I've never seen the movie 'Top Gun'. I'd never seen any of the 'Star Wars' movies until a boyfriend I had when I was 26 insisted that we watch ALL of them. I watched 'No Country for Old Men' and couldn't figure out what the hell it was about or why it won an Oscar. There are countless other movies, that apparently everyone else has seen, which I haven't. So I guess I won't be listing "movie buff" or "cinematography enthusiast" in the "about" section on my Facebook profile.
So, shocking, really, I'm sure, that I've never seen 'Groundhog Day'. I know Bill Murray's in it, and he keeps waking up to the same day over and over again, but I've never seen it. I have no idea how it ends. So, other than a very loose idea of what I just described, I'm clueless about nearly the entire thing.
The other night, my friend and I met up for a girl's night out. We got to our meeting place before our other friends arrived. Sitting in the car, talking about the latest, my friend said to me, "Why are all of my relationships screwed up? It always gets so screwed up, every time. I always end up with the wrong person I'm never going to get it right., am I?"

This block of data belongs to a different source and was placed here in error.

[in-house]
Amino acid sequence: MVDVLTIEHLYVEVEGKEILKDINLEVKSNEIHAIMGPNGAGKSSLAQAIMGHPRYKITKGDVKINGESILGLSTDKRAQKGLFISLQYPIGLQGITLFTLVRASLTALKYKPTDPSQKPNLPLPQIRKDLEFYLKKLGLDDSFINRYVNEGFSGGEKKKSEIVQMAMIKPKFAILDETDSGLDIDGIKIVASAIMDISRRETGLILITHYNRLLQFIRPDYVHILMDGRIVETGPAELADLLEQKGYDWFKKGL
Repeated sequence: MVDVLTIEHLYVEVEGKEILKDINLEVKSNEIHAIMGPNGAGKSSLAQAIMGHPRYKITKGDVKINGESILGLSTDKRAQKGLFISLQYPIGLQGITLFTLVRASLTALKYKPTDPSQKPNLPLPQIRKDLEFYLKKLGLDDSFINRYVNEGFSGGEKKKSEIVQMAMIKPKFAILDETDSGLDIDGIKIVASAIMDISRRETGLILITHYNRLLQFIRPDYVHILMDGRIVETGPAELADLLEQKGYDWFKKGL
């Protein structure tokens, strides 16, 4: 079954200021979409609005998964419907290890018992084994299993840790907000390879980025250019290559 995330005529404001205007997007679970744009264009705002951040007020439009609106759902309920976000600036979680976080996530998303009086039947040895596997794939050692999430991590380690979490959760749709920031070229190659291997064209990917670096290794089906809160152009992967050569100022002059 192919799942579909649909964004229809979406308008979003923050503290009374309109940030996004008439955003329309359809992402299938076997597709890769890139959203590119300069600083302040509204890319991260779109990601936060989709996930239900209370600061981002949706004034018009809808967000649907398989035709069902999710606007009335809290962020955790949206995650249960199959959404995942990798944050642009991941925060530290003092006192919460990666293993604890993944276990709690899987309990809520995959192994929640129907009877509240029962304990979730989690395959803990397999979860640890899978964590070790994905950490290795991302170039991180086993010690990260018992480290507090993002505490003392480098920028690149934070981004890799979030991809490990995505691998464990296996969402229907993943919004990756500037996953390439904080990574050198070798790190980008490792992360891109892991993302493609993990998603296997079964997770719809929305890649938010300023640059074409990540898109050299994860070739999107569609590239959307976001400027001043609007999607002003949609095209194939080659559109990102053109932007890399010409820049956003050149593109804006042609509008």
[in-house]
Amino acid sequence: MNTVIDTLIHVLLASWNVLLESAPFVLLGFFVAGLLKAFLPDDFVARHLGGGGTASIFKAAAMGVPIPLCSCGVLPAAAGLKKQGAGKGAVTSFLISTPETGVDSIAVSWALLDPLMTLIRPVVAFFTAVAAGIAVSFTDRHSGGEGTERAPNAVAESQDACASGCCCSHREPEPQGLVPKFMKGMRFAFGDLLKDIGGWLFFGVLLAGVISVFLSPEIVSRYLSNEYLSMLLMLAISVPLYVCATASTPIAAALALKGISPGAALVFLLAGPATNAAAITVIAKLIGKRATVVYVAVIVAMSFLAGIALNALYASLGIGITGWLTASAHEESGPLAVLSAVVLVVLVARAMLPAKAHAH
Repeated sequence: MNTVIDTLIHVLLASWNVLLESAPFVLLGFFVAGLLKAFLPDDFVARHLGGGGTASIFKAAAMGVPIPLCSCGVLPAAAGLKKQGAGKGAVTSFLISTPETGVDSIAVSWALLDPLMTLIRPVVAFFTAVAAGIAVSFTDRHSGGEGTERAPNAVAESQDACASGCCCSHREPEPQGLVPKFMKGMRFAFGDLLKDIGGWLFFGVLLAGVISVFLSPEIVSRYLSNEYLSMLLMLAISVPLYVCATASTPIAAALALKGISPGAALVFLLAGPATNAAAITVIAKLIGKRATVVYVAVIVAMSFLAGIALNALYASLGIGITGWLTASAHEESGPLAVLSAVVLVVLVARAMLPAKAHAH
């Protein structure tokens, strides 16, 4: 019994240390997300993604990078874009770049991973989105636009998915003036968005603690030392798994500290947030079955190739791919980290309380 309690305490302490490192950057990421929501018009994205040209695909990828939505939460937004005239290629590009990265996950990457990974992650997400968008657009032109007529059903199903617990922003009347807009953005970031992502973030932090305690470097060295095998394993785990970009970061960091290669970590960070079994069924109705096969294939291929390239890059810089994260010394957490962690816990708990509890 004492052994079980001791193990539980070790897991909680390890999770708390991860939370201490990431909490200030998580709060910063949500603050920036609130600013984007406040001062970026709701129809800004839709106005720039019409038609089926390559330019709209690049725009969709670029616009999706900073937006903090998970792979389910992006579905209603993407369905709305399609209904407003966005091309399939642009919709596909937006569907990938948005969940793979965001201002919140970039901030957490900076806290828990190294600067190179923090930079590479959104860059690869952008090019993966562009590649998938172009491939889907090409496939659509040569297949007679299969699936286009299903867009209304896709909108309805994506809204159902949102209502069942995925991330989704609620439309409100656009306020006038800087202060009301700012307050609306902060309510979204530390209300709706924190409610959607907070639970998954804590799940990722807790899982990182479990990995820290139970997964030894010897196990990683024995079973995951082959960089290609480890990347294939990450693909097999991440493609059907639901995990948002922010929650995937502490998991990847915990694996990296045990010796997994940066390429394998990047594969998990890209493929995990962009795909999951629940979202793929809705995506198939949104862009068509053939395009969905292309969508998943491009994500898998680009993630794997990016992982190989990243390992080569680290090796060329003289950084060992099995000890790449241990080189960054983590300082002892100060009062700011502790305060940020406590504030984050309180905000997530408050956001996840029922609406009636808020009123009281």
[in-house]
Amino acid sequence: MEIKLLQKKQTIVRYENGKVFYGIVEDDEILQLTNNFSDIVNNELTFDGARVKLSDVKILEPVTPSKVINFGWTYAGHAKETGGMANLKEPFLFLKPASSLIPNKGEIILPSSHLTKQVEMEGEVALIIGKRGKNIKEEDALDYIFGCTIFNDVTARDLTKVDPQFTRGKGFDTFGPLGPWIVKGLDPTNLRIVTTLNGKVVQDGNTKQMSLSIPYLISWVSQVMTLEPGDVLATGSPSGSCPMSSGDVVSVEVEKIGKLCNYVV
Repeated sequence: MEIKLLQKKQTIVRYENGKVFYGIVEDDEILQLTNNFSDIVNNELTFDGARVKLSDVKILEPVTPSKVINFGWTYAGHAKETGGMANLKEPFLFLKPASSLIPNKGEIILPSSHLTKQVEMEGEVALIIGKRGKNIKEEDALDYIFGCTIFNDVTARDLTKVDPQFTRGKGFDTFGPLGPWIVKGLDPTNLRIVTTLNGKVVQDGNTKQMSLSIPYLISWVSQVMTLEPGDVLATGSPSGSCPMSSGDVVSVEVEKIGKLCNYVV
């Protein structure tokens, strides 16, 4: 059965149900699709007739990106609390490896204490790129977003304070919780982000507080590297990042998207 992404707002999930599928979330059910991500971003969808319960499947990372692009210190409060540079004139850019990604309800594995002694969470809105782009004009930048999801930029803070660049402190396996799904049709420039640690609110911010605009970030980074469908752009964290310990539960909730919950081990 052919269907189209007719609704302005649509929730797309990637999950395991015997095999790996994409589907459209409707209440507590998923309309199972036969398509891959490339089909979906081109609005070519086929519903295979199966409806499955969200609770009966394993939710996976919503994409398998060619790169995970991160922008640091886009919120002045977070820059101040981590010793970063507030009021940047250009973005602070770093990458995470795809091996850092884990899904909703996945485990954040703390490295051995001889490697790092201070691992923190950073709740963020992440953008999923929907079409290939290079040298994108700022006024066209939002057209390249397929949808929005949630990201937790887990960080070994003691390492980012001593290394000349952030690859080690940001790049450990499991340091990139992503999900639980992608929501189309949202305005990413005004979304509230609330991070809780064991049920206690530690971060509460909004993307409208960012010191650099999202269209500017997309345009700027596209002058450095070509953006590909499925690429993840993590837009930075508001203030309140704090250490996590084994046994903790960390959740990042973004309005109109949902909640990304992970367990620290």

I said, "No. You will. It's not impossible. You just have to work at it. If you keep doing what you're doing, though - you will end up that way,. But the good thing is, you know why this is happening, so you're lucky. Most people never figure that part out. So, now you just have to work at changing it. All you have to do is put in the work. Invest in yourself. Invest in the other people you share your life with, and you'll get it right eventually."
Not for one second, do not believe that people are destined to have awful relationships. I don't believe the cliche that marriage and commitment end in disaster for every single person who sets out on that path I don't believe that we're fated for lackluster careers, and only the lucky people (whoever they are) realize true professional fulfillment. I reject the idea that most people have to live empty lives. I vigorously contend that your best life is possible - but you have to work for it, and you have to adjust your expectations.
I only know this because I've lived it. I only believe it because it's been true for me. I'm not by any means saying that I've got the perfect personal or professional relationships, but I have figured out that if I want to have good relationships, I have to work on myself.